Researchers at the Pacific Northwest National Laboratory (PNNL), Richland, Washington, USA, have reportedly developed a new manufacturing process for the production of rods and tubes directly from high-performance aluminium alloy powder in a single step. Using a Solid Phase Processing approach, the research team stated that they have been able to eliminate several steps required during conventional extrusion processing of aluminium alloy powders, while achieving a significant increase in product ductility.
This is expected to have significant benefits for sectors such as the automotive industry, where the high cost of manufacturing typically limits the use of high-strength aluminium alloys made from powders. The team’s research is described in a paper published in the June 2019 edition of Materialia, titled High Ductility Aluminum Alloy Made from Powder by Friction Extrusion.
High-performance aluminium alloys made from powder have long been used in lightweight components for specialised aerospace applications, where cost is not a limiting factor. However, these alloys have typically been too expensive for the automotive industry.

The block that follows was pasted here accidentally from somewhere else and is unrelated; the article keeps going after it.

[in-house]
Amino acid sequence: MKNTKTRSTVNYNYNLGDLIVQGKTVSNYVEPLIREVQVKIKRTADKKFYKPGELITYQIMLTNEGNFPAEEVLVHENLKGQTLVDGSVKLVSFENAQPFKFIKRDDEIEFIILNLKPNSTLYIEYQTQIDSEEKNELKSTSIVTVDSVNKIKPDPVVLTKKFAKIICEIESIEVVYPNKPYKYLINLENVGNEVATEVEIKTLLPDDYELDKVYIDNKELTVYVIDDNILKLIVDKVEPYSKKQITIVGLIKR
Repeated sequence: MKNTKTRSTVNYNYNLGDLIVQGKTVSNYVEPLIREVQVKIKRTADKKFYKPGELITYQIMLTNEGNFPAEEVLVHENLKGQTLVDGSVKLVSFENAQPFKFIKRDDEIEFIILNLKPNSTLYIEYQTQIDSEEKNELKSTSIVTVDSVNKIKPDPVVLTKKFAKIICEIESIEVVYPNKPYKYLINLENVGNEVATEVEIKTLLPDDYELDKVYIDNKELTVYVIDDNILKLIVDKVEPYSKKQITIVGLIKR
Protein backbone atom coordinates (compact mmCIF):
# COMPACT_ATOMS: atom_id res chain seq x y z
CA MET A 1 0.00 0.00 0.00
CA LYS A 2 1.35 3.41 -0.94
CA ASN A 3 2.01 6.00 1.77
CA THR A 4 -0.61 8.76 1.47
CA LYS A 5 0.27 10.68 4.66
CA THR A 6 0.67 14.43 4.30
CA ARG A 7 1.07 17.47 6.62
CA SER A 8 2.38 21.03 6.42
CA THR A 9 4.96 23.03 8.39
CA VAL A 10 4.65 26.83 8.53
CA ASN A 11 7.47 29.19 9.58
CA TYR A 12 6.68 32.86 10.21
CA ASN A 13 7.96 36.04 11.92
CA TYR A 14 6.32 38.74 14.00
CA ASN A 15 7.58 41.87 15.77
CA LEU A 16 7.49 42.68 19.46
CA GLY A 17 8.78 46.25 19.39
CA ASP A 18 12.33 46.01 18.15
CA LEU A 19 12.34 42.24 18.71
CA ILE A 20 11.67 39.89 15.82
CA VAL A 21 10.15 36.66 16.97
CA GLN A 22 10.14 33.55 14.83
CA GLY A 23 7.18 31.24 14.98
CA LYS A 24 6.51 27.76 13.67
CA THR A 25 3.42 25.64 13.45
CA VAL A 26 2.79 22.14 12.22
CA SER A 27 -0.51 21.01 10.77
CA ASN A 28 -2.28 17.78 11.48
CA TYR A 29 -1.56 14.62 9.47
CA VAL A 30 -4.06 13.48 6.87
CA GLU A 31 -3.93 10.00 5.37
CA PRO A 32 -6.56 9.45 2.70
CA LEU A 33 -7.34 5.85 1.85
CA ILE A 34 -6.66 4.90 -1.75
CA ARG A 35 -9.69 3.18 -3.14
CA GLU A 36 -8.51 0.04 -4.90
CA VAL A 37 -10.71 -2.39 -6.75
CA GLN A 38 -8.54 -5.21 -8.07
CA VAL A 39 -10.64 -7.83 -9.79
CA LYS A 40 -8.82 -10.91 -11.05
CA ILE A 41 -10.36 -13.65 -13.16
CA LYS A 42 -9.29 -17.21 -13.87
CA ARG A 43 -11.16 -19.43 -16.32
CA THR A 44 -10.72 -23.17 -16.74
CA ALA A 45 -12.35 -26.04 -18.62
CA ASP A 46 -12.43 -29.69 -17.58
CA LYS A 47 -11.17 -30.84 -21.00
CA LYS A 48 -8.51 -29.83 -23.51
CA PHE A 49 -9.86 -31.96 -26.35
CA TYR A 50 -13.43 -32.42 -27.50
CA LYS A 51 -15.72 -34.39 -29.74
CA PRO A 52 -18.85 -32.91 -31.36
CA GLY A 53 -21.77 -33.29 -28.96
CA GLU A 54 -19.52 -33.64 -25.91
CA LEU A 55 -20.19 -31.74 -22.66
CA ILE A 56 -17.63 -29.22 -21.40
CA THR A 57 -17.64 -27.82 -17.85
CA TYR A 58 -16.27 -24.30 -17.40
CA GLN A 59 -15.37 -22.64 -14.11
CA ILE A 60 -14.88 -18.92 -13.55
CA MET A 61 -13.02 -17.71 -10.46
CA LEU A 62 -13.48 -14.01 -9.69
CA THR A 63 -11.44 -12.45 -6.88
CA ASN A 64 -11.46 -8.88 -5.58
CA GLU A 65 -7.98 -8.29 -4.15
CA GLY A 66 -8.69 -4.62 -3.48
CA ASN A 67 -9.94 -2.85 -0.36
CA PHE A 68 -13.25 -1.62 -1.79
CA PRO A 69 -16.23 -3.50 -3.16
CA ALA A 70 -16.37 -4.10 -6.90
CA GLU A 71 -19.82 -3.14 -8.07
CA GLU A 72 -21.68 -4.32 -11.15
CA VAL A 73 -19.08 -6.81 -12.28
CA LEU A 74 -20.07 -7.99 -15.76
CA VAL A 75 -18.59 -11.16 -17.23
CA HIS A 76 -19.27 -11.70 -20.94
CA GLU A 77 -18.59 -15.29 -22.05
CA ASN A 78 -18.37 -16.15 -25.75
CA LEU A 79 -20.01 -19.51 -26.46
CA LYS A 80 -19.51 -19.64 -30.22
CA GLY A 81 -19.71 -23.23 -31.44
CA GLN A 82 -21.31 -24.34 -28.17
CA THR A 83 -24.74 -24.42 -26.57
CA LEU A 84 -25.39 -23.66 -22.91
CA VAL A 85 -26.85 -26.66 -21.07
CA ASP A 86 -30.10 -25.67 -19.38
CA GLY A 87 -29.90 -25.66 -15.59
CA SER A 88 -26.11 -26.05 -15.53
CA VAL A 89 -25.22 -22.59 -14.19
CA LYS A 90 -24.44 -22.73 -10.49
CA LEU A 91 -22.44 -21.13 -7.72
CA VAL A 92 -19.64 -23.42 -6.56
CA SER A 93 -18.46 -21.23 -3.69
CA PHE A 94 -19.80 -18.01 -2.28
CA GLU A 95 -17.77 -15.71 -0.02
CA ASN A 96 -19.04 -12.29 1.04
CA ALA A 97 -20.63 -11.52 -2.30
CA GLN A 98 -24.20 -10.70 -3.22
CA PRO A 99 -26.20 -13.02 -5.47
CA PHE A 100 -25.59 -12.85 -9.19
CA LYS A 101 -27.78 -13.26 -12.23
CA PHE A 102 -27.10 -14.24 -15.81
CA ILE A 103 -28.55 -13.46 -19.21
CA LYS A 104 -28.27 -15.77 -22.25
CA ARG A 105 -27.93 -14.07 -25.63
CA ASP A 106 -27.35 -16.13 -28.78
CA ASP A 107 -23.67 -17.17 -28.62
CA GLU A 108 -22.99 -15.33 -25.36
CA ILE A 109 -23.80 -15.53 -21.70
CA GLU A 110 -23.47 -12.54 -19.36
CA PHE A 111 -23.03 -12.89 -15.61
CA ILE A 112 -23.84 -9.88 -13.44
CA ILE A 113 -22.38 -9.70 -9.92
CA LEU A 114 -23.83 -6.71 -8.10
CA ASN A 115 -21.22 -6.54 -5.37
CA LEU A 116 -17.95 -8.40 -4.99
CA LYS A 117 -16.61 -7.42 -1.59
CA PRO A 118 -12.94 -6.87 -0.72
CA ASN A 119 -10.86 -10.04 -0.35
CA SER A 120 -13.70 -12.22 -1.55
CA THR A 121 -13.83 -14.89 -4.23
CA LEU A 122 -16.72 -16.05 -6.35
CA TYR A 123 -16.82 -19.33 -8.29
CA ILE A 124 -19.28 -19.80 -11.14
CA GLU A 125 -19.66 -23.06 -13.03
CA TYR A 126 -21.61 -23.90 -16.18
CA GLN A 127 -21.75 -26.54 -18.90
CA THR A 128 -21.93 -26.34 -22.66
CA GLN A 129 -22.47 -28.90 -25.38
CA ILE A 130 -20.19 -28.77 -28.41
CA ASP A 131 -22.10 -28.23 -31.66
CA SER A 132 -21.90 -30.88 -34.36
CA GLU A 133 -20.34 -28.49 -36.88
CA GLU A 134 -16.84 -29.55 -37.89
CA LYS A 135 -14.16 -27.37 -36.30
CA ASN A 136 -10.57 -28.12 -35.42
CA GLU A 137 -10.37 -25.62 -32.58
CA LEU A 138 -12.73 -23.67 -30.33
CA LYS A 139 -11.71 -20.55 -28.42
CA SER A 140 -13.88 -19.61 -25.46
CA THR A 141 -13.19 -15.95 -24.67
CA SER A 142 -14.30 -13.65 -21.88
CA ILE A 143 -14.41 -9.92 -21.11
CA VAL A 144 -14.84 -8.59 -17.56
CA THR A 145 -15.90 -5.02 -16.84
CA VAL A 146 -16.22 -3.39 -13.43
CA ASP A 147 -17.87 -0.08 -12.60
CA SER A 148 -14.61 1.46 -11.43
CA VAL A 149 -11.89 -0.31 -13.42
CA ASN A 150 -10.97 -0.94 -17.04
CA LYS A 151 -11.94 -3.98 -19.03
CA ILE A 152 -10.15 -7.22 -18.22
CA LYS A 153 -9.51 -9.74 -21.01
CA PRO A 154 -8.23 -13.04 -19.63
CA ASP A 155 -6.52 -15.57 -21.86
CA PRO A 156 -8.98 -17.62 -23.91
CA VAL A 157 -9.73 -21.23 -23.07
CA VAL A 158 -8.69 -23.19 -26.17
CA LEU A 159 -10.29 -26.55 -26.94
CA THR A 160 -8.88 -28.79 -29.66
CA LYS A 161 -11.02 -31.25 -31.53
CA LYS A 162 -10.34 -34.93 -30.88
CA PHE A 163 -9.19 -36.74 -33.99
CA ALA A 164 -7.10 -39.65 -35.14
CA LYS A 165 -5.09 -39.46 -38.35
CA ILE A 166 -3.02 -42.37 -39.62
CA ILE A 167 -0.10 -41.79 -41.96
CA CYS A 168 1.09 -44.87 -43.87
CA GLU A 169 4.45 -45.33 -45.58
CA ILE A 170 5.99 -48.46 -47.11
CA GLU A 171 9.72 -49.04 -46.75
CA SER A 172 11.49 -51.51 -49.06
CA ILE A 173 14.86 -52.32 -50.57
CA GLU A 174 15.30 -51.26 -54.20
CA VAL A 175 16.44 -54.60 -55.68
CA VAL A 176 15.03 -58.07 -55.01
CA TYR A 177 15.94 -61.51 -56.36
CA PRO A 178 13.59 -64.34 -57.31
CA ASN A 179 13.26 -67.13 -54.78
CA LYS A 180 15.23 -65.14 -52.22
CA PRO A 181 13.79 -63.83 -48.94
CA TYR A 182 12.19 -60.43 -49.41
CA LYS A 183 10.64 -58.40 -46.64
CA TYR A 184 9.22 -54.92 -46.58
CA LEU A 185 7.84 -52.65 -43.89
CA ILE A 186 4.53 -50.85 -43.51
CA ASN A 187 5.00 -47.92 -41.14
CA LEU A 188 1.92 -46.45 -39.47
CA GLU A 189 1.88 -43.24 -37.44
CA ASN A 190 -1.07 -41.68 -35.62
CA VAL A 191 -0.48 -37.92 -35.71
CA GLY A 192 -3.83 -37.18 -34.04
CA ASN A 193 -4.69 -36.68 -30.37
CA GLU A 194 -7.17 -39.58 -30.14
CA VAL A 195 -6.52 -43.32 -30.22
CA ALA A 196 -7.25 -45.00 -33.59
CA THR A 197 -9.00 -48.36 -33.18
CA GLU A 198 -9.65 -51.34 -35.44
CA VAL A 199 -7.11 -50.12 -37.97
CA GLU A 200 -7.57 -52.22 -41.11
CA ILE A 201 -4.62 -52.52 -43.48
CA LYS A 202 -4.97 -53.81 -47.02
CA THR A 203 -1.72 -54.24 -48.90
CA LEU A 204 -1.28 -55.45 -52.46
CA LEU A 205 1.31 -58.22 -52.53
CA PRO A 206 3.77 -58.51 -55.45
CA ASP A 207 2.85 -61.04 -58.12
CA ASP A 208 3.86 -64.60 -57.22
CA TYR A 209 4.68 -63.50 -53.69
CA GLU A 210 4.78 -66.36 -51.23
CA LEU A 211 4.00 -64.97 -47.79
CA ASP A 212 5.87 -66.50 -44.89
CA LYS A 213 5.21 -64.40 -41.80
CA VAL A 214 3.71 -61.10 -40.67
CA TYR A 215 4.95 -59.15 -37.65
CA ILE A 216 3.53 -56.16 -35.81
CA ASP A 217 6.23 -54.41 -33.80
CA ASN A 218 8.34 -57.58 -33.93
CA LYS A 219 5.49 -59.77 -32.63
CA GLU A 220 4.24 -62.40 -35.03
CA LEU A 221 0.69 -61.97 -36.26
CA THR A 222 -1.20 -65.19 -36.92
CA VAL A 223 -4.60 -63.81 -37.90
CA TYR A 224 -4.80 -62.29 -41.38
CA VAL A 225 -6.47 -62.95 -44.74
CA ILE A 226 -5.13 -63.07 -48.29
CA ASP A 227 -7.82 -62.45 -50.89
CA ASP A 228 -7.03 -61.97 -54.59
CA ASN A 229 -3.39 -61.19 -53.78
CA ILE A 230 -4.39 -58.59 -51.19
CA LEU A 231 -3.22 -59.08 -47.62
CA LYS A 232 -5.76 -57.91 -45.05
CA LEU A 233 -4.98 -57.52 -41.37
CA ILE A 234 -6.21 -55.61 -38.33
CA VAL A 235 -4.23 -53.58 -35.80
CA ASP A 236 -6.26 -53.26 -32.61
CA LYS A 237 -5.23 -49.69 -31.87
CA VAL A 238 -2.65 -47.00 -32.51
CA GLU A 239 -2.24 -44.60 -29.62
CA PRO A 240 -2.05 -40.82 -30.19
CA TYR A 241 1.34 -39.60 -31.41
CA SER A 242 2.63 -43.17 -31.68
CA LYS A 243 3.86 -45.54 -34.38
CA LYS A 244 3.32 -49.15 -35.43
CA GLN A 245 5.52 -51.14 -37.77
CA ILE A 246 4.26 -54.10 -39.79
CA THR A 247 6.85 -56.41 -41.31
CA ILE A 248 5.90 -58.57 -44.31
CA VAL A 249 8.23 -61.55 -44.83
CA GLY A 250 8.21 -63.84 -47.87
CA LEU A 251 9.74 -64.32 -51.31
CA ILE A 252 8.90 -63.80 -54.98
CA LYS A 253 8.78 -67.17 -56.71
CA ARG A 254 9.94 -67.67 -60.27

A typical extrusion process for aluminium alloy powders is energy- and process-intensive, requiring multiple steps to mass-produce the material. First, the loose powder must be loaded into a can and degassed. The can is then sealed, hot pressed, pre-heated, and placed into the extrusion press. After extrusion, the can is removed to reveal the extruded part made from consolidated powder.
In this study, the team eliminated many of these steps, extruding nanostructured aluminium rods directly from powder in a single step using PNNL’s Shear Assisted Processing and Extrusion technology, or ShAPE™. In the ShAPE process, a powder – in this case Al-12.4TM aluminium alloy powder provided by SCM Metal Products, Inc., a division of Kymera International – is poured into an open container.
A rotating extrusion die is then forced into the powder, which generates heat at the interface between the powder and die. The material softens and easily extrudes, eliminating the need for canning, degassing, hot pressing, pre-heating, and decanning.
“This is the first published instance of an aluminium alloy powder being consolidated into nanostructured extrusions using a single-step process like ShAPE,” stated PNNL Materials Scientist Scott Whalen, who led the study. “The elimination of both the processing steps and the need for pre-heating could dramatically reduce production time as well as lower the cost and overall embedded energy within the product, which could be beneficial for automotive manufacturers who want to make passenger vehicles more affordable, lighter, and fuel-efficient for the consumer.”
Besides providing the Al-12.4TM powder, SCM Metal Products performed mechanical testing to validate the resulting material’s performance. PNNL and SCM Metal Products are now collaborating on a project for DOE’s Office of Technology Transitions to scale up the process for larger diameter extrusions.